This article is only available in the PDF format. Download the PDF to view the article, as well as its associated figures and tables.
Modern medicine has grown largely on the basis of knowledge acquired in postmortem work. The student in the medical school sees postmortem examinations made by competent pathologists, but only a few learn the actual technic of the necropsy. When the physician goes into practice, however, he may actually be called on to make a postmortem examination. In any event, it may be necessary for him to comment expertly on the results of such examinations. At various times, articles have appeared in periodical medical literature describing the technic of the postmortem examination, notably one by E. R. Lecount in The Journal some years ago. In this manual the technic is modified from that of Rokitansky. The outline is presented as a guide to the method of making the examination and of interpreting the gross appearances observed at that time. The book is well written, is profusely illustrated, and is supplemented by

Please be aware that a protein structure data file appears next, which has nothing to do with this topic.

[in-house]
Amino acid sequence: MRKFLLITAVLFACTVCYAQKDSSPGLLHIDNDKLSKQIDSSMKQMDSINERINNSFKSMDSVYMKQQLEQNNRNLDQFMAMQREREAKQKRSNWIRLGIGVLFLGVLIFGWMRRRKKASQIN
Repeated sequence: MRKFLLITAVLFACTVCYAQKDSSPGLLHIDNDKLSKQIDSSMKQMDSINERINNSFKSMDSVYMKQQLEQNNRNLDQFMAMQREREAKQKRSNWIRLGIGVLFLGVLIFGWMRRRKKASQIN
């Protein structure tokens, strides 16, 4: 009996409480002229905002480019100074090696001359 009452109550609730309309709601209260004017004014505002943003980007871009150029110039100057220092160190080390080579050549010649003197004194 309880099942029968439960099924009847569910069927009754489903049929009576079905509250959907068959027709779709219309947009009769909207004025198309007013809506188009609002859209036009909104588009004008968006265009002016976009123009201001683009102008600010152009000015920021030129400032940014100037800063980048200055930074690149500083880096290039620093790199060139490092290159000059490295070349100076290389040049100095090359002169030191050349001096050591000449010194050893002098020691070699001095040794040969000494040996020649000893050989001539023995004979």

Autopsy Diagnosis and Technique: A Manual for Medical Students, Practitioners, Pathologists and Coroners' Physicians. JAMA. 1937;109(6):459. doi:10.1001/jama.1937.02780320061038